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The Best (And Worst) Foods for Your Vegan Meal-Prep

October 29, 2020

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The Best (And Worst) Foods for Your Vegan Meal-Prep

The vegan, plant-based diet is definitely one of the fastest growing lifestyles out there today, but how do you make the most of it? Oreos are vegan, french fries are vegan, and even Taco Bell has a vegan menu. So, how do you stay healthy?

Going out to restaurants as a non-meat and dairy eater is a lot easier these days: there are great meat alternatives, salads aren’t so boring anymore and people understand how to cook tofu and soy, for example, to perfection.

But this culture of vegan swapping or alternative items has left a lot of people thinking that the plant-based diet is just meat-free, and that anything “vegan” is automatically healthier for you.

Sorry to say, that’s just not true. While meatless alternatives are definitely healthier for our eco-system, processed, refined, sugar-filled, or fried products are just as bad when you’re vegan as they are for everyone else.

Our guide goes into detail about what to focus on and what to limit… from tofu to tempeh, and beans to brussels sprouts. Hint: It’s all about balance.

Focus on Plant-based

Wait, isn’t plant-based just a fancy term for vegan? Not really, although they overlap a lot. A vegan diet is an elimination diet, which means you abstain from all animal derived products, where plant-based (much like Whole 30, focuses on natural ingredients).

When you’re on a plant-based diet, you’re eating mainly natural, plant-based foods—aka all the fruit, veggies, and other wholesome goodies you want!—with very minimal to no animal products.

What to ENJOY

Whole Grains– Don’t give up on the grains. Yes, processed refined carbs like bleached white bread can have negative side effects in large quantities, whole grains are the foundation of our diet for a reason. Humans have been living and thriving on them for years. From barley, to oat, to millet, wheat, and quinoa, these whole unrefined grans still have their germ and bran which contains tons of B vitamins, as well as other essential fiber and nutrients.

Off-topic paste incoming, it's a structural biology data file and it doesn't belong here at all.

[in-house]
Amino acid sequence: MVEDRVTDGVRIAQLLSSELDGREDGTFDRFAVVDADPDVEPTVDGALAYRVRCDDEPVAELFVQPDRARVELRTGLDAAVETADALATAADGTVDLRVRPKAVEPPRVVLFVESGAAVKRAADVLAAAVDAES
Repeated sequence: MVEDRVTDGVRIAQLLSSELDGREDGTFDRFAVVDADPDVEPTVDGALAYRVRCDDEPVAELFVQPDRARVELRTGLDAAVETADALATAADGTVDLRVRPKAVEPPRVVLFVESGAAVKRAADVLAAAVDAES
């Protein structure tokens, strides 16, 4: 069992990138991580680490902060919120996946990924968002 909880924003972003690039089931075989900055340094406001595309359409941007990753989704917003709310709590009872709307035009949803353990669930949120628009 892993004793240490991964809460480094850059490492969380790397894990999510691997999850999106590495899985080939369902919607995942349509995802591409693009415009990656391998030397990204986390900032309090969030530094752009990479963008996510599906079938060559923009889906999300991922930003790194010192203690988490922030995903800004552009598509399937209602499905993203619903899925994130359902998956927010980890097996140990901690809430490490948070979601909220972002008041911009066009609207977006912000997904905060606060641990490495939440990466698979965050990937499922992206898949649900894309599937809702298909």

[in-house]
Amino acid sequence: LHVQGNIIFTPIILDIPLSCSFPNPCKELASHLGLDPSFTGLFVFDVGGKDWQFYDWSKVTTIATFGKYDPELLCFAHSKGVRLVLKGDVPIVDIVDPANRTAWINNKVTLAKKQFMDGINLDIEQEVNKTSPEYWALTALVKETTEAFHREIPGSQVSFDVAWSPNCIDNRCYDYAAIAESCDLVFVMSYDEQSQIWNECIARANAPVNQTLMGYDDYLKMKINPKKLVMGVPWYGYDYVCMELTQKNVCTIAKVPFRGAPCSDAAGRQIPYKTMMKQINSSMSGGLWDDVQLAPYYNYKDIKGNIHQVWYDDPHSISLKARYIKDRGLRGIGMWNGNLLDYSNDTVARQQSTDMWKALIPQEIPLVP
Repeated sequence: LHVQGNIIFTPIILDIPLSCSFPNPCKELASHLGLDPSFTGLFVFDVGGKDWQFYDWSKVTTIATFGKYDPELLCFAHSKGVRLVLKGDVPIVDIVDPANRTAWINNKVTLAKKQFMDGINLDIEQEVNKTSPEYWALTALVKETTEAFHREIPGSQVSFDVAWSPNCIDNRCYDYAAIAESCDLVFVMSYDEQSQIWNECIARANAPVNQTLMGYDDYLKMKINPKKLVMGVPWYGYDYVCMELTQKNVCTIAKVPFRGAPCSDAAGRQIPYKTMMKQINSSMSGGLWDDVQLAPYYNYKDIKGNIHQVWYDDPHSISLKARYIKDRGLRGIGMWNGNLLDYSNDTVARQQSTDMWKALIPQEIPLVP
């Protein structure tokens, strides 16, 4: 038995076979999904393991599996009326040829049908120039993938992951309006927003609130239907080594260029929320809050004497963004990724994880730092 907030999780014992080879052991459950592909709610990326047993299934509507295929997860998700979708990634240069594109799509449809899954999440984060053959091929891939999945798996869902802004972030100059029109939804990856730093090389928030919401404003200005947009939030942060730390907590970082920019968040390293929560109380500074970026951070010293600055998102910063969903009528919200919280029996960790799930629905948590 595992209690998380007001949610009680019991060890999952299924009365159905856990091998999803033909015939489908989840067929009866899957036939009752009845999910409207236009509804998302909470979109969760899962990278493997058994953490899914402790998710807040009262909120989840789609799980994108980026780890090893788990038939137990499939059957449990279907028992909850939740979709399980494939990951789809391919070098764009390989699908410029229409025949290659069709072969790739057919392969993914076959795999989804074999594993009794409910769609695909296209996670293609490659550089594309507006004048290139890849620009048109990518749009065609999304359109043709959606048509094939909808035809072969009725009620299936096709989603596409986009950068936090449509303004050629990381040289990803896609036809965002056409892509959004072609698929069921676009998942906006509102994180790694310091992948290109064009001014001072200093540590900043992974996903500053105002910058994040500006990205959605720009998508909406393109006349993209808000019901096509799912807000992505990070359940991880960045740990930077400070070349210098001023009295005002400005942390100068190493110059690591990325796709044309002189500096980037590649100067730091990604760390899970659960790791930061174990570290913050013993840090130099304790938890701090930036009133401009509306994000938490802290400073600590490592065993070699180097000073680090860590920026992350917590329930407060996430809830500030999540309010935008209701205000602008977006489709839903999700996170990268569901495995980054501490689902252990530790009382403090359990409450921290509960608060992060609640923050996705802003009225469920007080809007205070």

Beans— Okay, okay—beans are technically a legume. But since there are so many of them, they’re worthy of their own section among our best plant-based foods. They contain an impressive amount of fiber, protein, and vitamins and minerals, including zinc, iron, and magnesium. They’re also great at keeping your heart and digestive system healthy and are loaded with antioxidants that can help fight off disease. In fact, a 2001 study published in JAMA Internal Medicine found eating beans four or more times per week was associated with a 22 percent lower risk of cardiovascular disease.

  • Black beans
  • Edamame
  • Fava beans
  • Kidney beans
  • Navy beans
  • Pinto beans
  • Soybeans

Fruit— specifically berries are full of antioxidants which are great for mental health, blood health, and skin health. And luckily, the effects are immediate. Other fruits like bananas and apples are full of natural sugar which is great for keeping you full and full of energy.

Nuts— When eaten in moderation, most nuts are a good source of heart-healthy monounsaturated fats as well as protein. But walnuts get the edge when it comes to lessening the symptoms of depression because they also are one of the richest plant-based sources of omega-3 fatty acids. “The omega-3s in walnuts support overall brain health,” says Robin H-C.

Leafy Greens and Cruciferous Veggies— No surprise here. Spinach is one of those superfoods that you just can’t ignore. Like most leafy greens, it’s packed with vitamins and minerals, but spinach is especially high in magnesium and antioxidants called flavonoids which support our brain, skin, and digestive health.

Seeds— Like nuts, seeds are a simple way to add healthy fats, protein, and plenty of fiber to your diet. According to Duke Health, they can help fight off heart disease, keep your weight down, and prevent the accumulation of LDL cholesterol. And even though they’re tiny, they’re mighty: They contain high levels of omega-3 fatty acids, vitamins, and minerals that can help better your health and well-being.

Natural Oils and Fats– It’s not just plants you can eat on a plant-based diet—it’s also plant-based oils and fats. “Plant-based fats tend to boast healthier mono- and/or polyunsaturated fats, which are heart-healthy. These healthy fats also tend to be lower in saturated fats,” Gorin says. “Avocado, for example, boasts heart-healthy fats and also offers potassium, a mineral that can counteract sodium to help control your blood pressure levels.”